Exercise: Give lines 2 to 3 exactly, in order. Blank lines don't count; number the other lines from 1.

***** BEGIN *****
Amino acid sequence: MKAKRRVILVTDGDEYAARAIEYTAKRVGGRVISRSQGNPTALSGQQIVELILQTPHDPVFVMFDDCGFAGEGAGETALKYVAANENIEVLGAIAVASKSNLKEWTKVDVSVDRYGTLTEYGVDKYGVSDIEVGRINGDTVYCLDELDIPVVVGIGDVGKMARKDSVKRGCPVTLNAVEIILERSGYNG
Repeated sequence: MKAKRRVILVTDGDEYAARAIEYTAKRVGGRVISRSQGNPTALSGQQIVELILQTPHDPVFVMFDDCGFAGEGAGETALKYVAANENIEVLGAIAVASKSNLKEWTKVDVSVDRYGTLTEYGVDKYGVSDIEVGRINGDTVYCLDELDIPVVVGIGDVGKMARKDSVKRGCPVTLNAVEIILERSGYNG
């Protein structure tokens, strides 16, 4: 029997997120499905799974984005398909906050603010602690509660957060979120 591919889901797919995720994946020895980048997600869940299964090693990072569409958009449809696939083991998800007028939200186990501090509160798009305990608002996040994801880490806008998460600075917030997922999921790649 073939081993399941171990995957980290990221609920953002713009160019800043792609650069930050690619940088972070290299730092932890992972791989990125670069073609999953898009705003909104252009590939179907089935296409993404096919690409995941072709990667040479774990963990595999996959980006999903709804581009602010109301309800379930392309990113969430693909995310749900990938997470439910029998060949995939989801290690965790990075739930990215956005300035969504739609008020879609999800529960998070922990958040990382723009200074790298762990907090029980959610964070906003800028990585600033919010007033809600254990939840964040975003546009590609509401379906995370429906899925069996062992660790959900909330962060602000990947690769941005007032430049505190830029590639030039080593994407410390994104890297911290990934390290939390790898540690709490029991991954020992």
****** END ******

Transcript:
Repeated sequence: MKAKRRVILVTDGDEYAARAIEYTAKRVGGRVISRSQGNPTALSGQQIVELILQTPHDPVFVMFDDCGFAGEGAGETALKYVAANENIEVLGAIAVASKSNLKEWTKVDVSVDRYGTLTEYGVDKYGVSDIEVGRINGDTVYCLDELDIPVVVGIGDVGKMARKDSVKRGCPVTLNAVEIILERSGYNG
């Protein structure tokens, strides 16, 4: 029997997120499905799974984005398909906050603010602690509660957060979120 591919889901797919995720994946020895980048997600869940299964090693990072569409958009449809696939083991998800007028939200186990501090509160798009305990608002996040994801880490806008998460600075917030997922999921790649 073939081993399941171990995957980290990221609920953002713009160019800043792609650069930050690619940088972070290299730092932890992972791989990125670069073609999953898009705003909104252009590939179907089935296409993404096919690409995941072709990667040479774990963990595999996959980006999903709804581009602010109301309800379930392309990113969430693909995310749900990938997470439910029998060949995939989801290690965790990075739930990215956005300035969504739609008020879609999800529960998070922990958040990382723009200074790298762990907090029980959610964070906003800028990585600033919010007033809600254990939840964040975003546009590609509401379906995370429906899925069996062992660790959900909330962060602000990947690769941005007032430049505190830029590639030039080593994407410390994104890297911290990934390290939390790898540690709490029991991954020992």